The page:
Outgoing Gorillas Live Longer Than Shy Ones

31st December 2012

"These findings highlight how understanding the natural history of personality is vital to ensuring the continued health and well-being of humans, gorillas and other great apes," Weiss said.
 
Studies of centenarians — people who live to be 100 or more — have found that positive, outgoing people seem more likely to hit the century mark. A study published in May 2012 surveyed 243 centenarians and found most to be outgoing, optimistic and easygoing. These personality traits may arise from underlying genetics, which also influence health, the researchers told LiveScience when the study came out.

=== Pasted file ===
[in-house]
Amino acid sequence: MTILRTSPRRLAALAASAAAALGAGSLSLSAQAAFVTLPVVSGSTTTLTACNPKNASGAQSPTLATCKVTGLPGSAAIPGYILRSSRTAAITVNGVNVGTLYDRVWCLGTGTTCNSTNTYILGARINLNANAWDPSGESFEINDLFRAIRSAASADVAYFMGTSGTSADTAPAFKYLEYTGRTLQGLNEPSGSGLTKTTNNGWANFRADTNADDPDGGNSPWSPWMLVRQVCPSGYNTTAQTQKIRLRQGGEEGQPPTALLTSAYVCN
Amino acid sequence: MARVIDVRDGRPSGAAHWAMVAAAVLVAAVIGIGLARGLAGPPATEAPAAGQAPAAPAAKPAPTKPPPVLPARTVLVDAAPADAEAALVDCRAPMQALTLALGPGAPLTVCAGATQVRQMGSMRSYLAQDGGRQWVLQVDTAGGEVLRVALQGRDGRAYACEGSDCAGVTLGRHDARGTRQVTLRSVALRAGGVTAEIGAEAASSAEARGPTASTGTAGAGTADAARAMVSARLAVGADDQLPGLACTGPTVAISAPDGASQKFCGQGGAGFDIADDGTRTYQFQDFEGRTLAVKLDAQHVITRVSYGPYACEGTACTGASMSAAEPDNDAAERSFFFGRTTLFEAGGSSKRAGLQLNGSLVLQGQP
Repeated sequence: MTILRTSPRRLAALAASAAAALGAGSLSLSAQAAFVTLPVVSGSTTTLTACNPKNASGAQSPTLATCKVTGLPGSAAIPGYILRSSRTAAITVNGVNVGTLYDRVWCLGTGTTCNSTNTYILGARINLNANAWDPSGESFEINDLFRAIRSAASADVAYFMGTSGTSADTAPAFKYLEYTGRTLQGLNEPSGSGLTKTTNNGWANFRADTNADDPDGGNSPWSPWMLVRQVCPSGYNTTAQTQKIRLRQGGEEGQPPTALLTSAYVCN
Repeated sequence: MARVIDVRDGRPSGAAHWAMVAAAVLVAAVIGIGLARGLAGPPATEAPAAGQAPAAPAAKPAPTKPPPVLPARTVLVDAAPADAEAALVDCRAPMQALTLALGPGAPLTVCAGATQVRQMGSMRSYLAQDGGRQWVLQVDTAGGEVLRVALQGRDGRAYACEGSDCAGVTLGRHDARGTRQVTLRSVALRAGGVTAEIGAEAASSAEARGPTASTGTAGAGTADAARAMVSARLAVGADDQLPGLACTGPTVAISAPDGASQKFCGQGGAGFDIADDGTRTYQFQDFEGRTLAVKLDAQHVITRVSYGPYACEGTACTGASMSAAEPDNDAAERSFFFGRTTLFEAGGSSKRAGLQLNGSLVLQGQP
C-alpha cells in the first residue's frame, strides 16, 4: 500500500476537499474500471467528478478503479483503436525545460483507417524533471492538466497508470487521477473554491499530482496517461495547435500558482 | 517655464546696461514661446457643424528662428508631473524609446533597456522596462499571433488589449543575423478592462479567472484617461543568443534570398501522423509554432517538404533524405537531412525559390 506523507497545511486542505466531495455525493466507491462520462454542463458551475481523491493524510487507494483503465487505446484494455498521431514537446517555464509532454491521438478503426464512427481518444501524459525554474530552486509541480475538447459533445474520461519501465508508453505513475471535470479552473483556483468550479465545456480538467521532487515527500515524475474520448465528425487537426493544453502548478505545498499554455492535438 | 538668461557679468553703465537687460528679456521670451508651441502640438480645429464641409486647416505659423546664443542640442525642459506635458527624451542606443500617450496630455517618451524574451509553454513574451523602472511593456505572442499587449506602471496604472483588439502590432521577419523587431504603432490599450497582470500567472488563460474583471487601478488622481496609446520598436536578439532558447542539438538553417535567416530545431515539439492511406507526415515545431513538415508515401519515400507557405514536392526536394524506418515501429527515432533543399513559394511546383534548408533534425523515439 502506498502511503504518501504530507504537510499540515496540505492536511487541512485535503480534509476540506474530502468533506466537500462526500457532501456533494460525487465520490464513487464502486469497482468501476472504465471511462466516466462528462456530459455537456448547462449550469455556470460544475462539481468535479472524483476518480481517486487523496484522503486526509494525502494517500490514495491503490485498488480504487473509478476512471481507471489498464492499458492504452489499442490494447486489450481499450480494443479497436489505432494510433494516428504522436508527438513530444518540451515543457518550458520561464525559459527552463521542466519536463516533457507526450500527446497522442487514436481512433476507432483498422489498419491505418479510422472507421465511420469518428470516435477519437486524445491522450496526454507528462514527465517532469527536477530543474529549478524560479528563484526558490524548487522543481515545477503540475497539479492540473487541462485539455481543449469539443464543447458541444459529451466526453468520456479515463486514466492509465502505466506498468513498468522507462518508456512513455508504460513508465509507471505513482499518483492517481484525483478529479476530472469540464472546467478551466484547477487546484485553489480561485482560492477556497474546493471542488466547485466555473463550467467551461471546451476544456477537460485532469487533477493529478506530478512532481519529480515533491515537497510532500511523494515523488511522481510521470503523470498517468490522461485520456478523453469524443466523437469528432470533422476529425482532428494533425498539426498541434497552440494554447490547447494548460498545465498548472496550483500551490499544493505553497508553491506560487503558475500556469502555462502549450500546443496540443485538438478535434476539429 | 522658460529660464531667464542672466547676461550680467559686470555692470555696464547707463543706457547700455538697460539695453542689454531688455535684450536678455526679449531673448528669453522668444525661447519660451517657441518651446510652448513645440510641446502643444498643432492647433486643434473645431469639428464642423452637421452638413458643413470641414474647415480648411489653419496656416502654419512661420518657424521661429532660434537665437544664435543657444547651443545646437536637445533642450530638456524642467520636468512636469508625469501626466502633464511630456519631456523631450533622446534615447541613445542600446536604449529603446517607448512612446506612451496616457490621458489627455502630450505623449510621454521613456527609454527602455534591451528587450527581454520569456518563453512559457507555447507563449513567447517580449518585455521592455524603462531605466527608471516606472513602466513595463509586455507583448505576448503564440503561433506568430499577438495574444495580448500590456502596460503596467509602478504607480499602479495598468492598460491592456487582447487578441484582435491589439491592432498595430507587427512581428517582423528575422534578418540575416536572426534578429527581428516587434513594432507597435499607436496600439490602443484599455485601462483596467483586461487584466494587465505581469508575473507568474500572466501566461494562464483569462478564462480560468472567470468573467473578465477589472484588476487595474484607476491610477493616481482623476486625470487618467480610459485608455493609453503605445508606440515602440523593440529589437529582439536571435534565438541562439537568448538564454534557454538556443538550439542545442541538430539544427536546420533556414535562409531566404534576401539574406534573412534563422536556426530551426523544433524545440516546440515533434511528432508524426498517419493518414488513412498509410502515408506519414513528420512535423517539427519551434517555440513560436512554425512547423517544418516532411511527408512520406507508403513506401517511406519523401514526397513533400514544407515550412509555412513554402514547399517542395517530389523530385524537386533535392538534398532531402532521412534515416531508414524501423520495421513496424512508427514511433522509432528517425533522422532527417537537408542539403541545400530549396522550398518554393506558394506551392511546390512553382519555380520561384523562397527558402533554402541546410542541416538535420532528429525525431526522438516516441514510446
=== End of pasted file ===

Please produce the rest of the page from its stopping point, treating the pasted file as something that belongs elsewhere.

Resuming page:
The new gorilla study, published today (Dec. 5) in the journal Proceedings of the Royal Society B, asked humans who knew the gorillas well to rate the animals' dominance, extroversion, neuroticism (a measure of anxiety that has been linked to shorter lives in humans) and agreeableness. They found that only extroversion was linked to life span.
 
This extroversion-longer life link wasn't affected by the gorilla's gender, age at assessment or how many times the gorilla had been moved from facility to facility.

Sourced from Live Science

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